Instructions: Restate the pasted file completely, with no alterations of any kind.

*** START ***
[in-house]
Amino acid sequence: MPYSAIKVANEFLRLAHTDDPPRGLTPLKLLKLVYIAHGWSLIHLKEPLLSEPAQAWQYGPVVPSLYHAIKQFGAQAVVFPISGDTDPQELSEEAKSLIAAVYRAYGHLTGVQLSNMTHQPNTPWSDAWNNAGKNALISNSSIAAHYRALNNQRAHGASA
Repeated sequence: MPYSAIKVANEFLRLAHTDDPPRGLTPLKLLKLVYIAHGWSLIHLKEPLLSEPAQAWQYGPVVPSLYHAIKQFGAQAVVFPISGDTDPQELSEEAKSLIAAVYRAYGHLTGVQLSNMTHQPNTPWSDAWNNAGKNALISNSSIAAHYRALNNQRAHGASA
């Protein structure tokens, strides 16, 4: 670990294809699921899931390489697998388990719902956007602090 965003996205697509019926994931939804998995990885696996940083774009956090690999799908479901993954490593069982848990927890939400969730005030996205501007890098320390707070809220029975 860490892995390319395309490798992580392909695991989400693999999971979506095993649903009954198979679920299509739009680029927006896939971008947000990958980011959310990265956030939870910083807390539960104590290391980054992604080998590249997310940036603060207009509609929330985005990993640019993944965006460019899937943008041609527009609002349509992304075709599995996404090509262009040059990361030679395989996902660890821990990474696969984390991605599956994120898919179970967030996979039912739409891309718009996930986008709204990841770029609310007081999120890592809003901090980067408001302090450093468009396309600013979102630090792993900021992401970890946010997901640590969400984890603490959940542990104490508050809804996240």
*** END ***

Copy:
[in-house]
Amino acid sequence: MPYSAIKVANEFLRLAHTDDPPRGLTPLKLLKLVYIAHGWSLIHLKEPLLSEPAQAWQYGPVVPSLYHAIKQFGAQAVVFPISGDTDPQELSEEAKSLIAAVYRAYGHLTGVQLSNMTHQPNTPWSDAWNNAGKNALISNSSIAAHYRALNNQRAHGASA
Repeated sequence: MPYSAIKVANEFLRLAHTDDPPRGLTPLKLLKLVYIAHGWSLIHLKEPLLSEPAQAWQYGPVVPSLYHAIKQFGAQAVVFPISGDTDPQELSEEAKSLIAAVYRAYGHLTGVQLSNMTHQPNTPWSDAWNNAGKNALISNSSIAAHYRALNNQRAHGASA
């Protein structure tokens, strides 16, 4: 670990294809699921899931390489697998388990719902956007602090 965003996205697509019926994931939804998995990885696996940083774009956090690999799908479901993954490593069982848990927890939400969730005030996205501007890098320390707070809220029975 860490892995390319395309490798992580392909695991989400693999999971979506095993649903009954198979679920299509739009680029927006896939971008947000990958980011959310990265956030939870910083807390539960104590290391980054992604080998590249997310940036603060207009509609929330985005990993640019993944965006460019899937943008041609527009609002349509992304075709599995996404090509262009040059990361030679395989996902660890821990990474696969984390991605599956994120898919179970967030996979039912739409891309718009996930986008709204990841770029609310007081999120890592809003901090980067408001302090450093468009396309600013979102630090792993900021992401970890946010997901640590969400984890603490959940542990104490508050809804996240």